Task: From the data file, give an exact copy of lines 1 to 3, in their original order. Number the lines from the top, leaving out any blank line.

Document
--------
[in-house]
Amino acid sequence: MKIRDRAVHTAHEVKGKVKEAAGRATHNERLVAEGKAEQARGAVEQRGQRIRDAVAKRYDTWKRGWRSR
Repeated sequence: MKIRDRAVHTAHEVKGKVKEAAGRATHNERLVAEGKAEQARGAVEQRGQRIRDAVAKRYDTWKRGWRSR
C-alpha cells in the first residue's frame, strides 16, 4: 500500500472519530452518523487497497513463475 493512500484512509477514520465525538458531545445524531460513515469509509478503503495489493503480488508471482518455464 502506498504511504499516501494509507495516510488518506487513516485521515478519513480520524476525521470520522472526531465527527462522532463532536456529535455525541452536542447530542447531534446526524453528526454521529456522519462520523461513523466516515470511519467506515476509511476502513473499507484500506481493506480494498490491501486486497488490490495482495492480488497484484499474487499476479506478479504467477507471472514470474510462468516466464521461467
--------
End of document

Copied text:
[in-house]
Amino acid sequence: MKIRDRAVHTAHEVKGKVKEAAGRATHNERLVAEGKAEQARGAVEQRGQRIRDAVAKRYDTWKRGWRSR
Repeated sequence: MKIRDRAVHTAHEVKGKVKEAAGRATHNERLVAEGKAEQARGAVEQRGQRIRDAVAKRYDTWKRGWRSR